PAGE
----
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album reviews

Paul McCartney

Ram Apple/EMI

Ram represents the nadir in the decomposition of Sixties rock thus far. For some, including myself, Self-Portrait had been secure in that position, but at least Self-Portrait was an album that you could hate, a record you could feel something over, even if it were nothing but regret. Ram is so incredibly inconsequential and so monumentally irrelevant you can't even do that with it: it is difficult to concentrate on, let alone dislike or even hate. McCartney's work in the Beatles wa... | More »

June 24, 1971

James Taylor

Mud Slide Slim & The Blue Horizon Warner Bros

When an artist has finally achieved success he is subjected to the kind of critical evaluation which will either legitimize that success or destroy it. Today, the consensus seems to be that this is the season for the demolition of James Taylor. It is the sheer vastness of his success which condemns him, somehow, even to his partisans. By comparison his less talented fellow chart-busters like Led Zeppelin, Grand Funk in fact, almost anyone get off easily. There are both good and bad reasons f... | More »

Curtis Mayfield

Curtis/Live!

Curtis Mayfield is confusing his strengths with his weaknesses these days. As the composer and lead singer of the Impressions he proved to be first and foremost, a beautiful melodist. After that, he often wrote extremely personal and sensitive lyrics, although for every good one he came up with, there was also an inept and pretentious counterpart. His own voice sounded brilliant when pitted against the fabulous harmonies that Sam Gooden and Fred Cash used to supply. And Johnny Pate's arr... | More »

Earth, Wind & Fire

Earth, Wind & Fire

Earth, Wind and Fire is a R&B tentet from Chicago with several vocalists, horn players that are polished but not too much, and a heavy Sly influence. Which is no denigration, because Sly's riffs are showing up (in sometimes peculiar contexts) in a large percentage of the albums appearing today, from Redbone to your latest funky-bucolic rock band. Sly pacesetters like "Thank You" are written all over such songs as "C'Mon Children" and "Moment of Truth." Which is not to say that t... | More »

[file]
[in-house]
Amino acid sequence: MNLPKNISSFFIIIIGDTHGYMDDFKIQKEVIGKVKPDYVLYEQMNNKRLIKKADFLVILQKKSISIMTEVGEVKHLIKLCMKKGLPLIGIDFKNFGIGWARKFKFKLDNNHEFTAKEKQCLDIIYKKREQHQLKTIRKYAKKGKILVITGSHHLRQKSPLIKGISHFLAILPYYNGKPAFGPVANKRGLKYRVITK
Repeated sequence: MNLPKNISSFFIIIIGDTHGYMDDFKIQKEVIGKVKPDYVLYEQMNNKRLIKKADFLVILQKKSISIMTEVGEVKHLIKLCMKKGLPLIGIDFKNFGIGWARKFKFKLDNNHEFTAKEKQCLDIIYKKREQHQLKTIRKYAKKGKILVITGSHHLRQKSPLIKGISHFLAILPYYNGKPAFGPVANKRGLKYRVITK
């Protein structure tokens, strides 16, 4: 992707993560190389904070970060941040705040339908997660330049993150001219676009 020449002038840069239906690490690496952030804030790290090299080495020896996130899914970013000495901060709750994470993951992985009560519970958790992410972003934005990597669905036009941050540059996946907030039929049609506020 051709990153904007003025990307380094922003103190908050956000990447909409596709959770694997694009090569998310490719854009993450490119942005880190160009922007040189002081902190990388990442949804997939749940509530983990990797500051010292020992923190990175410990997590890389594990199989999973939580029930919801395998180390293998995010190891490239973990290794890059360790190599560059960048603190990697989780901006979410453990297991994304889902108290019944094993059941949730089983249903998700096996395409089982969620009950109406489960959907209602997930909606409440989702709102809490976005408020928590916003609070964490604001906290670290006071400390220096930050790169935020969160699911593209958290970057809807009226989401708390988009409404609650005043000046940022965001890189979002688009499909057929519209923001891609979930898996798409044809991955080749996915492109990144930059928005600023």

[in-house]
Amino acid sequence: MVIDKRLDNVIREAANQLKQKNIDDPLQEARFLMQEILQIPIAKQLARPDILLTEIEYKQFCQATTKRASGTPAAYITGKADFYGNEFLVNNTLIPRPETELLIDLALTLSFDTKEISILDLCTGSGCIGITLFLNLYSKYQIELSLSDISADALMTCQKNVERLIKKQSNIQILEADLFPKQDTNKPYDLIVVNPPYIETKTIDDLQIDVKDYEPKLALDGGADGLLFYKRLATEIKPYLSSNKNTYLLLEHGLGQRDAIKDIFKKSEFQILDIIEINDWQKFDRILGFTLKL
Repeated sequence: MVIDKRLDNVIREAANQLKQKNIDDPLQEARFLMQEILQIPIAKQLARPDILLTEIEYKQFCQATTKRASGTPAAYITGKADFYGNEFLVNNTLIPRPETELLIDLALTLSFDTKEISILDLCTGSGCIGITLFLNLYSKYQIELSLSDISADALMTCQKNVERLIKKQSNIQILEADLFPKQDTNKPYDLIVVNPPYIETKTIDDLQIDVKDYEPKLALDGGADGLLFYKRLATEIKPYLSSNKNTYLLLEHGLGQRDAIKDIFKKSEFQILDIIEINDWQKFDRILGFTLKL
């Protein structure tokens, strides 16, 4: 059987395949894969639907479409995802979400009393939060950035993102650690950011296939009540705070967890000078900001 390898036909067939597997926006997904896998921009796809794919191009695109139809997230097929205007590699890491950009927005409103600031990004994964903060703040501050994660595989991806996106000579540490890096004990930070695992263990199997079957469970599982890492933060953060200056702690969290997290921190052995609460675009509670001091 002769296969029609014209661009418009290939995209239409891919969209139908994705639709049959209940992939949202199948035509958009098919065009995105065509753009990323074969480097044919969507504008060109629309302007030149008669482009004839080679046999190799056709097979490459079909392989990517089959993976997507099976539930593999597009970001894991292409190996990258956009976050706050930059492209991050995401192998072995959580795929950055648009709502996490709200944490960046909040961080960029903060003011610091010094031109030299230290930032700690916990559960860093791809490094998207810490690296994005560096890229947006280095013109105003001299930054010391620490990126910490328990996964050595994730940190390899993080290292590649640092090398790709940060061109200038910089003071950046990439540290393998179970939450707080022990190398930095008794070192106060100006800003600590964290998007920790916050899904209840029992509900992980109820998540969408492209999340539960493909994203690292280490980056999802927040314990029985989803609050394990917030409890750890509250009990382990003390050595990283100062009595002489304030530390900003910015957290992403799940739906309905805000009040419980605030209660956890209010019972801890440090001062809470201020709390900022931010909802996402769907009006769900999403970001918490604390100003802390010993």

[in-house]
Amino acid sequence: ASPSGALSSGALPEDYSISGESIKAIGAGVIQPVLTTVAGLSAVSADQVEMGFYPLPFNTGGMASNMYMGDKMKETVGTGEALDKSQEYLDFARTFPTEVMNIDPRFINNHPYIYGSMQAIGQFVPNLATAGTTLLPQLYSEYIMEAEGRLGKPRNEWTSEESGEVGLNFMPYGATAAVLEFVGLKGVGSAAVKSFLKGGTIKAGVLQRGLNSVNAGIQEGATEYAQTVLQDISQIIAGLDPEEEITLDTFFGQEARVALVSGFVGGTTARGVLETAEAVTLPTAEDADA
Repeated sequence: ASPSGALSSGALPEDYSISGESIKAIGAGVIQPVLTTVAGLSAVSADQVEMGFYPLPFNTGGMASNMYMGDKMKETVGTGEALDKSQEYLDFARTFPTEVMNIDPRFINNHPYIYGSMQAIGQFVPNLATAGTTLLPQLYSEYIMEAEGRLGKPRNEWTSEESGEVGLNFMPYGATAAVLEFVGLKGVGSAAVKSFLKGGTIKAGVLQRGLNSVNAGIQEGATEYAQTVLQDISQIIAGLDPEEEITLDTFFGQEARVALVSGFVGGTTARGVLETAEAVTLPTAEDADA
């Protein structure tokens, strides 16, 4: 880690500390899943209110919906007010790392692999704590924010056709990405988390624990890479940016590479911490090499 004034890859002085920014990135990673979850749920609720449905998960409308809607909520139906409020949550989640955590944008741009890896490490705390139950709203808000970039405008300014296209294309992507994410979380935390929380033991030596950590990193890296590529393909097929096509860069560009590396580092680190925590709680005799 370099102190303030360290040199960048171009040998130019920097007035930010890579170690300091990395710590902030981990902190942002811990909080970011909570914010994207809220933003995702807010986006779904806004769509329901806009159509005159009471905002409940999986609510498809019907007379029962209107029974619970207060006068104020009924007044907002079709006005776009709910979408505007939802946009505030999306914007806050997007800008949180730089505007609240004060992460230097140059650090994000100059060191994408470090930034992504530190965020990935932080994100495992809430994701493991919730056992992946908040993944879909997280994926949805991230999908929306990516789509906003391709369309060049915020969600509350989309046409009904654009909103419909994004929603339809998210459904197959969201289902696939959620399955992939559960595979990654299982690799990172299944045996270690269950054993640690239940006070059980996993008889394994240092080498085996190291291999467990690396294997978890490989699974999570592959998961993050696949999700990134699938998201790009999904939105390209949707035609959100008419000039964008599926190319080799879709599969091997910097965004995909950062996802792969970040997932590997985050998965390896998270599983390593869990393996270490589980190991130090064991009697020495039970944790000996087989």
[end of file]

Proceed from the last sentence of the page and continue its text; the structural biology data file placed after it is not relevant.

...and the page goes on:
June 10, 1971

Mott the Hoople

Wildlife Atlantic Records

The outcome of the battle has yet to be conclusively determined, but my scorecard gives the race for "The Most Beloved Rock And Roll Band In All The English Isles" to Mott The Hoople by two full lengths over Free. On this, their third album, they apparently feel sure enough of themselves to venture away from the piano/organ dominated sound which initially distinguished them (and invited all those Dylan comparisons). Instead we hear the country overtones of "It Must Be Love" and "Original Mix... | More »

Donny Hathaway

Donny Hathaway

Donny Hathaway is one of the most important black performers to emerge in recent years. Important in the sense that Isaac Hayes, Sly Stone, Funkadelic/Parliament or the Last Poets are important: influential (for better or worse), far-ranging and possessed of a unique, new style. Hathaway had already completed brilliant work as producer, arranger, composer, musician (choose one or any combination of the above) with Roberta Flack, Jerry Butler, Curtis Mayfield & the Impressions and others b... | More »